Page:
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Epilepsy Curr. 2006 November; 6(6): 208–209.
PMCID: PMC1783494

Is Mesial Temporal Sclerosis a Necessary Component of Temporal Lobe Epilepsy?

Jaideep Kapur, MD, PhD

Temporal Lobe Epilepsy after Experimental Prolonged Febrile Seizures: Prospective Analysis

Dube C, Richichi C, Bender RA, Chung G, Litt B, Baram TZ

Brain 2006;129(Pt 4):911–922 [PubMed]

Experimental prolonged febrile seizures (FS) lead to structural and molecular changes that promote hippocampal hyperexcitability and reduce seizure threshold to further convulsants. However, whether these seizures provoke later-onset epilepsy, as has been suspected in humans, has remained unclear. Previously, intermittent EEGs with behavioural observations for motor seizures failed to demonstrate spontaneous seizures in adult rats subjected to experimental prolonged FS during infancy. Because limbic seizures may be behaviourally subtle, here we determined the presence of spontaneous limbic seizures using chronic video monitoring with concurrent hippocampal and cortical EEGs, in adult rats (starting around 3 months of age) that had sustained experimental FS on postnatal day 10. These subjects were compared with groups that had undergone hyperthermia but in whom seizures had been prevented (hyperthermic controls), as well as with normothermic controls. Only events that fulfilled both EEG and behavioural criteria, i.e. electro-clinical events, were considered spontaneous seizures. EEGs (over 400 recorded hours) were normal in all normothermic and hyperthermic control rats, and none of these animals developed spontaneous seizures. In contrast, prolonged early-life FS evoked spontaneous electro-clinical seizures in 6 out of 17 experimental rats (35.2%). These seizures consisted of sudden freezing (altered consciousness) and typical limbic automatisms that were coupled with polyspike/sharp-wave trains with increasing amplitude and slowing frequency on EEG. In addition, interictal epileptiform discharges were recorded in 15 (88.2%) of the experimental FS group and in none of the controls. The large majority of hippocampally-recorded seizures were heralded by diminished amplitude of cortical EEG, that commenced half a minute prior to the hippocampal ictus and persisted after seizure termination. This suggests a substantial perturbation of normal cortical neuronal activity by these limbic spontaneous seizures. In summary, prolonged experimental FS lead to later-onset limbic (temporal lobe) epilepsy in a significant proportion of rats, and to interictal epileptifom EEG abnormalities in most others, and thus represent a model that may be useful to study the relationship between FS and human temporal lobe epilepsy.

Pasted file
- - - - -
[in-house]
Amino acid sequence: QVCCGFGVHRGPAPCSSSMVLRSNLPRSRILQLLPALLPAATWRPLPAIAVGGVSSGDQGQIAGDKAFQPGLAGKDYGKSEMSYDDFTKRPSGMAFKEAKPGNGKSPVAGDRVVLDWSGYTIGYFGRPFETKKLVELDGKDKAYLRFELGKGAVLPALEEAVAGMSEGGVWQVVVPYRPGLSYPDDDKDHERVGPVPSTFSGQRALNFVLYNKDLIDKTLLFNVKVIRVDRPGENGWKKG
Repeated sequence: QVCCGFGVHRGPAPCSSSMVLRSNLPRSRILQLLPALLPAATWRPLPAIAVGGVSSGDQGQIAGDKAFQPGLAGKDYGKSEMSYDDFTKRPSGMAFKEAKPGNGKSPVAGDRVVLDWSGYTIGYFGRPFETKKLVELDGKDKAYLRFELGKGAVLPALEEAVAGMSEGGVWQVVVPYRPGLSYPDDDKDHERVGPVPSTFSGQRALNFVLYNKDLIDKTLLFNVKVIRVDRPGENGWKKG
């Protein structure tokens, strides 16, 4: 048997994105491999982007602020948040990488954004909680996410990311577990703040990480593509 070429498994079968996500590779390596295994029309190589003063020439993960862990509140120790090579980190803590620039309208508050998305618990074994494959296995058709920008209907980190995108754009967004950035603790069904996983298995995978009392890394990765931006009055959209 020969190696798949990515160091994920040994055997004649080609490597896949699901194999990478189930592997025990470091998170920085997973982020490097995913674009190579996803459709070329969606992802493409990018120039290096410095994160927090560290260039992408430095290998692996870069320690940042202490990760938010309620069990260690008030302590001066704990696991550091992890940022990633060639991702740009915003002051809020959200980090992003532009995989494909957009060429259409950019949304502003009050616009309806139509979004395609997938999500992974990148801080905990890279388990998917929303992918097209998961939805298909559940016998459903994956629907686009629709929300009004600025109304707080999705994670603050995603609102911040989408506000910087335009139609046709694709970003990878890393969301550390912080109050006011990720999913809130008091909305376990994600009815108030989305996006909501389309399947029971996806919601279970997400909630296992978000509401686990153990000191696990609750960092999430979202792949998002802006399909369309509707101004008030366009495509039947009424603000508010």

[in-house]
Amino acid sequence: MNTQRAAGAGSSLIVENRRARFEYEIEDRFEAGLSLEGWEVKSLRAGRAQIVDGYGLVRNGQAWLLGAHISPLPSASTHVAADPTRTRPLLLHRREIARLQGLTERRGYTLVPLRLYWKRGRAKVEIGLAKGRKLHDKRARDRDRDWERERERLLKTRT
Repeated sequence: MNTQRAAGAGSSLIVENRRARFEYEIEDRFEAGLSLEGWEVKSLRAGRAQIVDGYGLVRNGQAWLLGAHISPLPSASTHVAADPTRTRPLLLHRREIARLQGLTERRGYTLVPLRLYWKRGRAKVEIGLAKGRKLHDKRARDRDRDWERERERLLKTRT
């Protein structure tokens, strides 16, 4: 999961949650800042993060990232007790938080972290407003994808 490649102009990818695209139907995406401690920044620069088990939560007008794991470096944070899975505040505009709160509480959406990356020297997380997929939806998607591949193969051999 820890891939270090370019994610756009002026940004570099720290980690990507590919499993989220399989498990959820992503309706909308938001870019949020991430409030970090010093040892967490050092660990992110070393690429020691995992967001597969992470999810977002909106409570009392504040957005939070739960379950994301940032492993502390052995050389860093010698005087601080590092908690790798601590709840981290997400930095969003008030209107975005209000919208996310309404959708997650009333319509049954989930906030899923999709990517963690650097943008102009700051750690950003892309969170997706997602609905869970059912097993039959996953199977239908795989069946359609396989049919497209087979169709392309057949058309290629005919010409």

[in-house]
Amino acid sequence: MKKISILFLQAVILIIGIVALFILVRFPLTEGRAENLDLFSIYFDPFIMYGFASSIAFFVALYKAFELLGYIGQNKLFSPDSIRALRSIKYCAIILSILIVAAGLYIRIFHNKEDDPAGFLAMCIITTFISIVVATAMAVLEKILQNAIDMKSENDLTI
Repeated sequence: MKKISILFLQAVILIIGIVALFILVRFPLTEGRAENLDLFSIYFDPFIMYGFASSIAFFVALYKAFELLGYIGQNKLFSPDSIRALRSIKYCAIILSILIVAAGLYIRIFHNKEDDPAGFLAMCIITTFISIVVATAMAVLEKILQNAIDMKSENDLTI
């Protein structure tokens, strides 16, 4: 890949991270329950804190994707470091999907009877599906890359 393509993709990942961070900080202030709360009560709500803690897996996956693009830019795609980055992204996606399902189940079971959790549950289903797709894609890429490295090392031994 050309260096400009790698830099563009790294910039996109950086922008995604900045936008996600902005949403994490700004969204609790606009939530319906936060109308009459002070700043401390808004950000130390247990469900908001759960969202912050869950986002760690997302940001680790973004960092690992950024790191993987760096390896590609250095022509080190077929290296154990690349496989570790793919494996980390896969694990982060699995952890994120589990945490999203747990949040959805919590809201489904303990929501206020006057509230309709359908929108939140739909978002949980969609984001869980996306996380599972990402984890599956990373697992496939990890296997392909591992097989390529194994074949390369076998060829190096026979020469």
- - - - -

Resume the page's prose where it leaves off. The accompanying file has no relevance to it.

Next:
COMMENTARY

Temporal lobe epilepsy (TLE) is a syndrome characterized by recurrent complex auras, complex partial seizures, and secondarily generalized seizures; characteristic memory deficits; abnormalities in EEGs (recorded interictally and during seizures); and specific brain lesions, detected during MRI and neuropathological examination. Many patients with TLE do not respond to antiepileptic drugs and are referred to tertiary medical centers, where they undergo a series of tests to localize and define the site of seizure onset. Those who meet certain criteria are offered temporal lobectomy for control of seizures. The current understanding of TLE is strongly influenced by the intense study of patients evaluated for surgery in academic medical centers. However, these patients likely represent a subset of the population of patients with TLE.